Government has targeted to build railway tracks for Jakarta-Surabaya route for next year to increase the nation’s competitive power and reduce costs of logistical flow.
Transportation Minister, Budi Karya Sumadi, said the speedy trains on Jakarta-Surabaya route would minimise the travel time from 9 to 5.5 hours. “The trains will be able to go back and forth in one night,” said the Minister, opening a seminar on the construction of the Jakarta-Surabaya railway tracks on Thursday (7/12) at UGM Graduate School.
The Minister admitted the high costs of the construction. He is currently considering options such as the ones in Japan, Korea and Germany.
“We want to have a smart technology choice for the railway tracks construction here,” he said.
Currently, three proposals related to the construction have been submitted from JICA, BPPT and Germany to the Ministry. He hoped the project would spur economic growth as well as economic and social impacts for cities alongside the route. “The high costs of construction will give more economic impacts and increase competitiveness,” he said.
According to the Minister, trains are a transportation mode that is most liked by people and is considered environmentally friendly. The Ministry will therefore arrange integrated and massive system that will connect cities in Java.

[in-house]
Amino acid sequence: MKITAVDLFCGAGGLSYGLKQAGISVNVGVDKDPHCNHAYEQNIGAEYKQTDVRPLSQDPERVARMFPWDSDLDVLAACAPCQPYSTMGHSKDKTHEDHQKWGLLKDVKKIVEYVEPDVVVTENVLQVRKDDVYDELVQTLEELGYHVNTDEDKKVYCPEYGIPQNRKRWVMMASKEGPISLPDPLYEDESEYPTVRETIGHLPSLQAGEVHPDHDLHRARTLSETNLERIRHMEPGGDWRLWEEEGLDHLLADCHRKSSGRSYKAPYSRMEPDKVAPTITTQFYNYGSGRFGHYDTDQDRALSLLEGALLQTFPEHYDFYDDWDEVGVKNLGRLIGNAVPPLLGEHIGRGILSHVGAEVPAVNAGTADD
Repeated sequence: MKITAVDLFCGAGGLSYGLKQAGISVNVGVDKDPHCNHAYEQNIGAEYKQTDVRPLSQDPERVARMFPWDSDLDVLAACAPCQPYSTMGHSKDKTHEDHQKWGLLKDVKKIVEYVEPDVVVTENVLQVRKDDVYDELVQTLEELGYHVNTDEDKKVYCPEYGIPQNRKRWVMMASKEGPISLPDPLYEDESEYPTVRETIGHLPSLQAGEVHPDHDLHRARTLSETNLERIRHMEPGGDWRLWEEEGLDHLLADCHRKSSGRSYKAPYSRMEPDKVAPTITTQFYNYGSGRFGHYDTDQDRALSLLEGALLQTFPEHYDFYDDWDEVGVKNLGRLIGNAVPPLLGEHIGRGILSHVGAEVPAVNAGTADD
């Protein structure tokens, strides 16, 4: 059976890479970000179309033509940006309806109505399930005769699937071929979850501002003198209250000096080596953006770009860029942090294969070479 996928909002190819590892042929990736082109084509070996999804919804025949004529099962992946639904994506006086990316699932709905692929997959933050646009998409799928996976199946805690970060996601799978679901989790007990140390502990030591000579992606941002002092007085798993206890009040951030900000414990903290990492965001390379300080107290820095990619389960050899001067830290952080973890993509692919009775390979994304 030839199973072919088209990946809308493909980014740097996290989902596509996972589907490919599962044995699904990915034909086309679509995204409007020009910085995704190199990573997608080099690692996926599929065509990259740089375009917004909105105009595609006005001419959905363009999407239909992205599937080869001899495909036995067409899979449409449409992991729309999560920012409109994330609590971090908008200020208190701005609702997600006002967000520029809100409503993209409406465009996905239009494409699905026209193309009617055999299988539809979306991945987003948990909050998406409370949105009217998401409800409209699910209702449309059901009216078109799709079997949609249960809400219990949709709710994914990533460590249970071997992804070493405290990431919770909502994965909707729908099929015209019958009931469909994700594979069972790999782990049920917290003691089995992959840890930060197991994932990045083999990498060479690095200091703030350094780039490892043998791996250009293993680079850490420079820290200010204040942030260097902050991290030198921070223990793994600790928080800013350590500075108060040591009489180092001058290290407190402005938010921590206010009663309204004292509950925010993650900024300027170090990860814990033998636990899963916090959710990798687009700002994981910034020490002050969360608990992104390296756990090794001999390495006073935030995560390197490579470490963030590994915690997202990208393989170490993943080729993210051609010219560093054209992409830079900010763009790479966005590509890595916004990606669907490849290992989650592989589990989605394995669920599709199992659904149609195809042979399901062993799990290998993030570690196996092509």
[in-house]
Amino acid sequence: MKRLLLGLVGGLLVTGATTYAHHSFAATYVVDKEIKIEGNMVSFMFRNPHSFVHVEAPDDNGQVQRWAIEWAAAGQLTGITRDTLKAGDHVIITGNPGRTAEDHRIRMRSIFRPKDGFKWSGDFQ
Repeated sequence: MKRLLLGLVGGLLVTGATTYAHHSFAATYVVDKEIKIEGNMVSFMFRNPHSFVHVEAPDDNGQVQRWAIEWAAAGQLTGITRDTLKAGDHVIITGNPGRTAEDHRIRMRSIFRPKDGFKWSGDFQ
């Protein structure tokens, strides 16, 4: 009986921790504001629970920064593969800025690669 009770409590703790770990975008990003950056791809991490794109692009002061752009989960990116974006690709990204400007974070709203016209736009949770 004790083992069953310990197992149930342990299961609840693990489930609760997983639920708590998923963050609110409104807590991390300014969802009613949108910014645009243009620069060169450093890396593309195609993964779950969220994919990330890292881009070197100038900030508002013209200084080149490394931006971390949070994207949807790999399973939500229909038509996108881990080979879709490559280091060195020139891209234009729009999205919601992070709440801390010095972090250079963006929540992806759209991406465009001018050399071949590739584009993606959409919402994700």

Meanwhile, Head of Study and Implementation of Technology Agency (BPPT), Unggul Priyanto, said the BPPT appreciated the plan to develop the Jakarta-Surabaya railway tracks because this will accelerate the flow of goods so that commodity prices will get cheaper.
Even so, said Unggul, the government needs to pay attention to technology aspects for the construction of infrastructures by utilising local components the most. “Utilisation of local components will be the pillar to become an advanced country,” he said.
Chairman of Indonesian Transportation Society, Prof, Dr. Ir. Danang Parikesit, M.Sc., assessed that the railway construction would require high costs but this would reduce logistical costs. He advised the adoption of appropriate technology for the long run. “The decision to choose the technology is very important as it will last tens to a hundred of years,” he said.
Park Dae Geuni, Ph.D., from Korea Rail Network Authority, said Korea was trying to accelerate the train speed from before from 120 km per hour to 230 km per hour. Meanwhile, presently most of the tracks there have applied double tracks. “As high as 60 percent are double-tracks while the rest is single track,” he said,
Speaker Dr Bernhard Lechner from Technical University of Munich, Germany, said the increase of trains capacity were adjusted with the railway and the technology. Better train route infrastructures with better technology will support the speed of the train.